18 December 2009, by A. Cedilla
Recapping the previous parts of this small series of articles, the first two stages on the way to making lasting change involves contemplation, analyzing what you need and want to change in your life to make it better, and then accepting that you’re going to encounter problems and resistance on the way.
The final stage is taking action.
Here now are the last two steps:
6. Practice, practice, practice.
Lather, rinse, repeat. After all, what is practice except constant repetition of a particular action? The resistance will come out in full force at this stage, and now it’s up to you to bear the discomfort as you train yourself to do what it takes to make your desired changes stick.
This includes not letting things distract you from taking the steps you need to take towards your goal, like your old habit of hitting the snooze button (even though you set your clock 15 minutes early so it’s okay, you know, there’s still time, sheesh.) in favor of actually getting up so you can do what needs to be done: exercise, write your novel, whatever.
One part of successful practice is keeping track of your efforts. Write them down. Write them down so you can establish a record, and see your progress (a very important psychological boost).
People who’ve successfully managed to bring their weight down and maintain know their numbers. When they couldn’t see very big changes at the start, they still knew that they were keeping track, and as time passed and the weight started to come off, the changes they could only track on paper they could now see in the flesh, so to speak.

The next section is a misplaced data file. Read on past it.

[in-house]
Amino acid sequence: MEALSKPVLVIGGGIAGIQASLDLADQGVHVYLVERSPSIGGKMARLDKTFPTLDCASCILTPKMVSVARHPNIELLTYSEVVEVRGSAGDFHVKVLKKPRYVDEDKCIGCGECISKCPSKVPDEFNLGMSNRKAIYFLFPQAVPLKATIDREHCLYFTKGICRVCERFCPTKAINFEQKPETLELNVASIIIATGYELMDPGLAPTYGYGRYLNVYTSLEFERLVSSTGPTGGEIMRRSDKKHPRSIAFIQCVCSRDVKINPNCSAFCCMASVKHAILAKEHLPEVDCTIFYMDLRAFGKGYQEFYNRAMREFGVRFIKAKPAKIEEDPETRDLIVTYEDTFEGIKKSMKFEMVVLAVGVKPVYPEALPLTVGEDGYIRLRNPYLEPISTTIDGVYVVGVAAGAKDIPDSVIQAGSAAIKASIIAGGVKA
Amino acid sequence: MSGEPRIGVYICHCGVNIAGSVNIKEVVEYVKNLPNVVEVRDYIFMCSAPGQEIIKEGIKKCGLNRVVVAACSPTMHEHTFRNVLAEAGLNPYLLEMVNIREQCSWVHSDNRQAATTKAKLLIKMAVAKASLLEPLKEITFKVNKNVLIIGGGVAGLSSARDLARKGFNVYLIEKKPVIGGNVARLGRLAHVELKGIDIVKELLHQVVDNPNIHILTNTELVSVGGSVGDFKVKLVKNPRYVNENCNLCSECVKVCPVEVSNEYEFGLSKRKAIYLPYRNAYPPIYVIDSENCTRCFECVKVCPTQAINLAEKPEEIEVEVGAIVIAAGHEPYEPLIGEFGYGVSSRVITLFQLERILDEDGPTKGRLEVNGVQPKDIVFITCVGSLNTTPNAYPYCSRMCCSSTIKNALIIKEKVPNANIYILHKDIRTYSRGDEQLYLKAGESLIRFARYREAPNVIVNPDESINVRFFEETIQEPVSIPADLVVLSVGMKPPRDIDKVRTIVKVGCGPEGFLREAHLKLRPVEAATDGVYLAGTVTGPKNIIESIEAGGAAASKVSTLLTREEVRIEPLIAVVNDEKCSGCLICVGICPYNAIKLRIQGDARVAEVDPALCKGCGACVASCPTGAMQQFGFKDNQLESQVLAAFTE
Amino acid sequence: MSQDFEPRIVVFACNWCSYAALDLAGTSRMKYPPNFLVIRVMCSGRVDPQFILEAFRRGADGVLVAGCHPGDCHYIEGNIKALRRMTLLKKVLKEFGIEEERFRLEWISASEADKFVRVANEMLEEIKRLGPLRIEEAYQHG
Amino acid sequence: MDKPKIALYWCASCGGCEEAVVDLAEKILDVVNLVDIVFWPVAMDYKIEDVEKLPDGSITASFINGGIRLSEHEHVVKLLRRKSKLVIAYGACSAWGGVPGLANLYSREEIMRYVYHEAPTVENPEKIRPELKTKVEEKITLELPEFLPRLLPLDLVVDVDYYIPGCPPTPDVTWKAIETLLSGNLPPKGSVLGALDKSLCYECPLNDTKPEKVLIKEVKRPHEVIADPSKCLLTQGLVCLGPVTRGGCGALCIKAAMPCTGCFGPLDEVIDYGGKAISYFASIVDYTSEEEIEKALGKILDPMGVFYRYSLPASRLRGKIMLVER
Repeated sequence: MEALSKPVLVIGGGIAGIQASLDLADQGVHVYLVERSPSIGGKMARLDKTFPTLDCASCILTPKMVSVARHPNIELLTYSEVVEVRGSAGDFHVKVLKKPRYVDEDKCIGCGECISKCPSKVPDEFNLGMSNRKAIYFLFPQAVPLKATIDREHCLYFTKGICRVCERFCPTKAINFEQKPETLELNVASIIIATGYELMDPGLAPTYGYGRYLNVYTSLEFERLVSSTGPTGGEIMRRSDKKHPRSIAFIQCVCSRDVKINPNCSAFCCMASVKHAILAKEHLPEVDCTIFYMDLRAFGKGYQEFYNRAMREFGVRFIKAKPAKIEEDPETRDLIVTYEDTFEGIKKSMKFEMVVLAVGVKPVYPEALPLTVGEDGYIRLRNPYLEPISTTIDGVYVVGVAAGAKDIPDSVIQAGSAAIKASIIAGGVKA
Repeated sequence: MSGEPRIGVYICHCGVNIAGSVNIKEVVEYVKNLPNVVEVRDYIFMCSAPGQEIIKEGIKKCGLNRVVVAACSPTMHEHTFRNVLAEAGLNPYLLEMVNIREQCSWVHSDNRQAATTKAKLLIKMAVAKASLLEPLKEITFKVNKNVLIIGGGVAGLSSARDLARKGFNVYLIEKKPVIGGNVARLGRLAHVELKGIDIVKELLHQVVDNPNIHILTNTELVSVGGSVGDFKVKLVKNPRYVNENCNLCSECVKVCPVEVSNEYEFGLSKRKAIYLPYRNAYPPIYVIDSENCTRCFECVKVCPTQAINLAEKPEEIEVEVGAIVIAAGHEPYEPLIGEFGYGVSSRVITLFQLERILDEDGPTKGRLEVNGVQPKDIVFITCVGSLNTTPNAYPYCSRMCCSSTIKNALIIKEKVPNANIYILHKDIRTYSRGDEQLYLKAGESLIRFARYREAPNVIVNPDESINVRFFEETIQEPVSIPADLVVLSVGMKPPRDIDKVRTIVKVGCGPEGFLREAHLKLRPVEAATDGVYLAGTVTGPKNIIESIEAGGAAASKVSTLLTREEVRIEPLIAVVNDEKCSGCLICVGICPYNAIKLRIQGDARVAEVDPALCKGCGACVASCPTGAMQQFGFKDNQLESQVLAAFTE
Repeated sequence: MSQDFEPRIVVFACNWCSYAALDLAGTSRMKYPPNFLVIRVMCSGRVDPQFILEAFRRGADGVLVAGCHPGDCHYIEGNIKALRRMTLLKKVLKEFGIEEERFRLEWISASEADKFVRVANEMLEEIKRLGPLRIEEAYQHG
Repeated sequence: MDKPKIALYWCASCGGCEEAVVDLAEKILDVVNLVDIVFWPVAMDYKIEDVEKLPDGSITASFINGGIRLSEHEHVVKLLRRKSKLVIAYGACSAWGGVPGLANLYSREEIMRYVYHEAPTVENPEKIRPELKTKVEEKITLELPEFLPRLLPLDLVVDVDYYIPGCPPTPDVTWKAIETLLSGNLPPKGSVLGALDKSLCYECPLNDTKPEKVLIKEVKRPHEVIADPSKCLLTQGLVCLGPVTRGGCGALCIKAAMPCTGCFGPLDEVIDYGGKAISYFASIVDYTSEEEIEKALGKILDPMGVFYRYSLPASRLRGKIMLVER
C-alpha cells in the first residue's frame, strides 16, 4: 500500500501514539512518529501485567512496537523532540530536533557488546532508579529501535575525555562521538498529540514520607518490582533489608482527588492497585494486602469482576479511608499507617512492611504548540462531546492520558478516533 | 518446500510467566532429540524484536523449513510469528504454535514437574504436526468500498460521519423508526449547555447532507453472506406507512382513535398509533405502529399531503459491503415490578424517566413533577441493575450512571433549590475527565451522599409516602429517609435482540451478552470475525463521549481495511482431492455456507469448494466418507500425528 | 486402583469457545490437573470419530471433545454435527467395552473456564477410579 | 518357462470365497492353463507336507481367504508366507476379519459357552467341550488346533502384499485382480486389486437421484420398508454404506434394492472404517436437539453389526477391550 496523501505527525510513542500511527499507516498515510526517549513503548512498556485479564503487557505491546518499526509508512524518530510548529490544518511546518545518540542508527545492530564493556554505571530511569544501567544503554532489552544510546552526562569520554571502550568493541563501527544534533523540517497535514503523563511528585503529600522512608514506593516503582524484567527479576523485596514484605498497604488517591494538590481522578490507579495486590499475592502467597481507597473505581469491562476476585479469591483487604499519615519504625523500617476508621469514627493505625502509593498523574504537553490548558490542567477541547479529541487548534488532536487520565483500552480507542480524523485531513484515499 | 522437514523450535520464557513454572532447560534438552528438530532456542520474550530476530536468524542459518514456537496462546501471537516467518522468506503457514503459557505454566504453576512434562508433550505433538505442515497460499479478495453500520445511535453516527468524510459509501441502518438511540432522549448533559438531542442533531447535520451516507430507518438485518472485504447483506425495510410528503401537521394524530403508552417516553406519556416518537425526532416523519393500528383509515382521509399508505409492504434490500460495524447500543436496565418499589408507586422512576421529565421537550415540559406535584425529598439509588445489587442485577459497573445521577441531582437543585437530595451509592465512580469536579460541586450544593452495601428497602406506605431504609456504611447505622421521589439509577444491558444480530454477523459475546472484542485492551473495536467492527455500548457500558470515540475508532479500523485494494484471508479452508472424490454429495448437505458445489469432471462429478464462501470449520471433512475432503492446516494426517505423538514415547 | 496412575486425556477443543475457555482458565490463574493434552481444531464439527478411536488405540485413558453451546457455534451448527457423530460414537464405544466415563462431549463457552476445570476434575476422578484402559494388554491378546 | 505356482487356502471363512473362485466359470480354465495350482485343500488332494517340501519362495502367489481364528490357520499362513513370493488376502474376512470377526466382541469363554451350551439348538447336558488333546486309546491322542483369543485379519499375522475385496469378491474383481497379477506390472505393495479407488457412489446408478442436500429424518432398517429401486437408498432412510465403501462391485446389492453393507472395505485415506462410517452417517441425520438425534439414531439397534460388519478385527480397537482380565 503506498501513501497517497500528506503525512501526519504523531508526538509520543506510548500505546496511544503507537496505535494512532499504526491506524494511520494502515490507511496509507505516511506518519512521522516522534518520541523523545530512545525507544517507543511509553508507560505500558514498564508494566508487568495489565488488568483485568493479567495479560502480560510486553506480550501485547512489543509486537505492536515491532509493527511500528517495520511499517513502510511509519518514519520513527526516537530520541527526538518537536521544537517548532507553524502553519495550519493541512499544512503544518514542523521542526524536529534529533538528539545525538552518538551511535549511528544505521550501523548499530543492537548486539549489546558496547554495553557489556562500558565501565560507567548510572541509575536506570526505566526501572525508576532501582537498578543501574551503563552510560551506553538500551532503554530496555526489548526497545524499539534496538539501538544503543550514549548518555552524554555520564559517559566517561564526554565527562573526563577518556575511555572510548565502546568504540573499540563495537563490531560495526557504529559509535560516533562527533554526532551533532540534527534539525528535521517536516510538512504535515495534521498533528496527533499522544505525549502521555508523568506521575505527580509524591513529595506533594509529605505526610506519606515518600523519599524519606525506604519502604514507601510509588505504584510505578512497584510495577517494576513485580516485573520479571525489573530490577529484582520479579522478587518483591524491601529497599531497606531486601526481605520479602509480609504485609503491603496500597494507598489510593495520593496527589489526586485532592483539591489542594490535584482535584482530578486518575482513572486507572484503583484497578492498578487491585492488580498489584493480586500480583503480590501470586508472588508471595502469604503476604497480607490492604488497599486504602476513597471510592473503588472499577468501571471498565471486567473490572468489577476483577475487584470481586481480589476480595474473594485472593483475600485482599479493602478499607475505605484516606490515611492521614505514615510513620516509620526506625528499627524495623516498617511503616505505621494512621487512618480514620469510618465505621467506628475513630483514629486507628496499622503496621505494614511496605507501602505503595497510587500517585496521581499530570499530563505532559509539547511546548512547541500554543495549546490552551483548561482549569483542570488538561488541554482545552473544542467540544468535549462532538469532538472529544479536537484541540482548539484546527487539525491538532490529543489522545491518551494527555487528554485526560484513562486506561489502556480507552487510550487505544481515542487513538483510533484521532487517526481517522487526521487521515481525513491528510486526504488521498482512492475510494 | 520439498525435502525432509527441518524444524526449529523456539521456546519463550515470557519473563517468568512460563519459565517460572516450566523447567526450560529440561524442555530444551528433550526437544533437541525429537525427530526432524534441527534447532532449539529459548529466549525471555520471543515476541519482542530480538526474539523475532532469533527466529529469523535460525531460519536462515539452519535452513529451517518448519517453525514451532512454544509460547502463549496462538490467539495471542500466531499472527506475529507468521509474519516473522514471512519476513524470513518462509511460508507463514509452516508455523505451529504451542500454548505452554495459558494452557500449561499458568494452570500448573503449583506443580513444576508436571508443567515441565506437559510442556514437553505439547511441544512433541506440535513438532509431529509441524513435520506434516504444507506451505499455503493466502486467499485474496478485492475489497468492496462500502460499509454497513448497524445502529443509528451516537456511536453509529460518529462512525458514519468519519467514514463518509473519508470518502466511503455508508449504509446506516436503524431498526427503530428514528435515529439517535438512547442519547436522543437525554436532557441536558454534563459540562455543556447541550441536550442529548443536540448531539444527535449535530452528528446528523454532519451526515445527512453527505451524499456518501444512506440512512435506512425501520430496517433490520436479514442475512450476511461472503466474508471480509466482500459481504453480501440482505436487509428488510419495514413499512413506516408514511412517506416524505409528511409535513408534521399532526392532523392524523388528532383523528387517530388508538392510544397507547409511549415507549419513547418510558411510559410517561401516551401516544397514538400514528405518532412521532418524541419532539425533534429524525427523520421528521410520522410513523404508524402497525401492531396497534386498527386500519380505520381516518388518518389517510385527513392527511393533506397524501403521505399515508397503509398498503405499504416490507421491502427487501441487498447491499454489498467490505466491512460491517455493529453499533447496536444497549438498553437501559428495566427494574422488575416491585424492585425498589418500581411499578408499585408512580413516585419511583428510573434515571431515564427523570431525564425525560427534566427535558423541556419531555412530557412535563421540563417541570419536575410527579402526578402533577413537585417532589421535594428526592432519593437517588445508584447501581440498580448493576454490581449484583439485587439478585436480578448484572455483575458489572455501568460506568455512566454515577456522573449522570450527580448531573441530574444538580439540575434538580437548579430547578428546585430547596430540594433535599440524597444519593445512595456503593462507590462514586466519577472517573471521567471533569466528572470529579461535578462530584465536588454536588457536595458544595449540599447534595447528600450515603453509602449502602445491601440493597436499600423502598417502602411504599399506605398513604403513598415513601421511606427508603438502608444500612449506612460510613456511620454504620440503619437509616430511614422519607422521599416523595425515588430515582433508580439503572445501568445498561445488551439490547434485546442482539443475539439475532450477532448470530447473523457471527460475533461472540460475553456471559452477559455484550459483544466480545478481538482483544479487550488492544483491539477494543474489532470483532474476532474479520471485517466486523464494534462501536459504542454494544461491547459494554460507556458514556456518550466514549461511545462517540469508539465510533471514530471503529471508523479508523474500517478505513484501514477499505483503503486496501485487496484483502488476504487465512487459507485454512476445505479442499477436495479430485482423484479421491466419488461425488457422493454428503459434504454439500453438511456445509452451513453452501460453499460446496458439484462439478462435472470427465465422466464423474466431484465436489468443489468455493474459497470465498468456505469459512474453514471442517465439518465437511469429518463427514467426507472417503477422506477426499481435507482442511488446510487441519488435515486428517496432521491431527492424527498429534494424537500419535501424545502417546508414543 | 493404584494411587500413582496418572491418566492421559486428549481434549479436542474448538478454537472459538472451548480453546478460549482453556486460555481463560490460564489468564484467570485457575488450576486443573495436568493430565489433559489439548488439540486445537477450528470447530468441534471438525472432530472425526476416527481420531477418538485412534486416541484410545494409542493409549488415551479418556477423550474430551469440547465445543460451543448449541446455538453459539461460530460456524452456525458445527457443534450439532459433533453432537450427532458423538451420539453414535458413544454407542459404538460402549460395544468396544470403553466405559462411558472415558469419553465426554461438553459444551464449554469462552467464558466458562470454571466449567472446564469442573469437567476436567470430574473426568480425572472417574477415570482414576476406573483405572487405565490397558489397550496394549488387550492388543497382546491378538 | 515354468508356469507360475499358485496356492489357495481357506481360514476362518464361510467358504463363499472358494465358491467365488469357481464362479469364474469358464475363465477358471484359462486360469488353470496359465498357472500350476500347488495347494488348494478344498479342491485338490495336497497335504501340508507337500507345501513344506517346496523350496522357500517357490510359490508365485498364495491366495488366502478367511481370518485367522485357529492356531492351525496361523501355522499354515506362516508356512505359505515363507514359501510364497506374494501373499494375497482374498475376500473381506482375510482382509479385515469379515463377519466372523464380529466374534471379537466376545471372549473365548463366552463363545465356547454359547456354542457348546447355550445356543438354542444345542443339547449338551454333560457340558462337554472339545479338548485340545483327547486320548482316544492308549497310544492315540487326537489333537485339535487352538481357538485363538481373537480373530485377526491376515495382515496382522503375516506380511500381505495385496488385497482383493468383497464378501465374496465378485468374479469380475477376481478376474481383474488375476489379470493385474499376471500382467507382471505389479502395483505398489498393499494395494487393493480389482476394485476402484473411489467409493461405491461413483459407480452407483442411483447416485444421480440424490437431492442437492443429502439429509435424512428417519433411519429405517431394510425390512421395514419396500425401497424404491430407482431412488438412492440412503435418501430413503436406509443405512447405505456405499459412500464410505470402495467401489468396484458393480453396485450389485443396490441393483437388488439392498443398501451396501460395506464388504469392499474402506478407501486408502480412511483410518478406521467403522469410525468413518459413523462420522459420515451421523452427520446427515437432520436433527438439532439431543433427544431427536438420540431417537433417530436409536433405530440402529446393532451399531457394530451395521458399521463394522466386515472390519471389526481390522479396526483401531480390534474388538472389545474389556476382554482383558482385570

Tracking your progress keeps you focused even when you don’t see or feel the changes taking place. Note, jot down, capture, log your efforts.
Keep at it until the discomfort fades into a background hum you can set aside as you focus on getting closer to your goal of successful change.
7. Enjoy the long-term rewards.
Long-term presupposes that you’ve been keeping at it over time. If you’re only just starting out on what seems to be an impossible task, the thought of all that time required can be discouraging. In which case, we advise you to start at the end and work your way back.
In any case, the whole intent of changing is to make a bad, tolerable or average situation a better one, and once you’ve achieved that, then you should take real time to celebrate, share and enjoy the results of all your hard work.
We leave you now with some advice that will help you keep everything in perspective.
“Pursue goals, but be sure to reassess your progress and your priorities at regular intervals to prevent yourself from becoming trapped in a reality that is nothing like your dreams”
–John D. Krumboltz and Al S. Levin in their book, “Luck Is No Accident“
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